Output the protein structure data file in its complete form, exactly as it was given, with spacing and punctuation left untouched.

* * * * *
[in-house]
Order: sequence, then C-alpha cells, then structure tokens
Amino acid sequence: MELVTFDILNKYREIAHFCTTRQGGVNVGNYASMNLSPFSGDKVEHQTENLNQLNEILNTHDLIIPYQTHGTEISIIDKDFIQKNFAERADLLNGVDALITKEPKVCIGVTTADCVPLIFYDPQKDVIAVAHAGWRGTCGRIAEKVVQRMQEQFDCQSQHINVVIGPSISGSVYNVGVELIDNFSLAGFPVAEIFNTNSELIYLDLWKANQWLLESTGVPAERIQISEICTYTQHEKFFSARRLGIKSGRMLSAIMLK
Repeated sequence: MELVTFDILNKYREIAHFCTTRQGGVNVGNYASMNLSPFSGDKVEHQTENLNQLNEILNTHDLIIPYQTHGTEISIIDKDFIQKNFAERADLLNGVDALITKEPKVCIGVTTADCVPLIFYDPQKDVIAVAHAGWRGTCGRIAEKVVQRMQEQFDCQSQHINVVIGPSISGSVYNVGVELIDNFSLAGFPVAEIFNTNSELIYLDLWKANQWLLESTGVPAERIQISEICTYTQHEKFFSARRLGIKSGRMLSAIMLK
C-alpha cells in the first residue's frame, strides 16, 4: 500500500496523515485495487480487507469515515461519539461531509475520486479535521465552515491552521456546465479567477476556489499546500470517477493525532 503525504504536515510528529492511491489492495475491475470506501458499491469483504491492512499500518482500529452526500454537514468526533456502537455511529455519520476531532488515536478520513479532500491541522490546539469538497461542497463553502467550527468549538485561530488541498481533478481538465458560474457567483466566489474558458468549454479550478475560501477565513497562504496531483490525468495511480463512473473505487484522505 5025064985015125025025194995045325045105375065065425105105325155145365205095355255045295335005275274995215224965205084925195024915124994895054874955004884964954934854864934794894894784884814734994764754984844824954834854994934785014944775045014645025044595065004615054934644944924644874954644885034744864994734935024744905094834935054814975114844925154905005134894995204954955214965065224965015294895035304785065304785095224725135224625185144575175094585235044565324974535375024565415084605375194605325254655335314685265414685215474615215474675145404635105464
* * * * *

[in-house]
Order: sequence, then C-alpha cells, then structure tokens
Amino acid sequence: MELVTFDILNKYREIAHFCTTRQGGVNVGNYASMNLSPFSGDKVEHQTENLNQLNEILNTHDLIIPYQTHGTEISIIDKDFIQKNFAERADLLNGVDALITKEPKVCIGVTTADCVPLIFYDPQKDVIAVAHAGWRGTCGRIAEKVVQRMQEQFDCQSQHINVVIGPSISGSVYNVGVELIDNFSLAGFPVAEIFNTNSELIYLDLWKANQWLLESTGVPAERIQISEICTYTQHEKFFSARRLGIKSGRMLSAIMLK
Repeated sequence: MELVTFDILNKYREIAHFCTTRQGGVNVGNYASMNLSPFSGDKVEHQTENLNQLNEILNTHDLIIPYQTHGTEISIIDKDFIQKNFAERADLLNGVDALITKEPKVCIGVTTADCVPLIFYDPQKDVIAVAHAGWRGTCGRIAEKVVQRMQEQFDCQSQHINVVIGPSISGSVYNVGVELIDNFSLAGFPVAEIFNTNSELIYLDLWKANQWLLESTGVPAERIQISEICTYTQHEKFFSARRLGIKSGRMLSAIMLK
C-alpha cells in the first residue's frame, strides 16, 4: 500500500496523515485495487480487507469515515461519539461531509475520486479535521465552515491552521456546465479567477476556489499546500470517477493525532 503525504504536515510528529492511491489492495475491475470506501458499491469483504491492512499500518482500529452526500454537514468526533456502537455511529455519520476531532488515536478520513479532500491541522490546539469538497461542497463553502467550527468549538485561530488541498481533478481538465458560474457567483466566489474558458468549454479550478475560501477565513497562504496531483490525468495511480463512473473505487484522505 5025064985015125025025194995045325045105375065065425105105325155145365205095355255045295335005275274995215224965205084925195024915124994895054874955004884964954934854864934794894894784884814734994764754984844824954834854994934785014944775045014645025044595065004615054934644944924644874954644885034744864994734935024744905094834935054814975114844925154905005134894995204954955214965065224965015294895035304785065304785095224725135224625185144575175094585235044565324974535375024565415084605375194605325254655335314685265414685215474615215474675145404635105464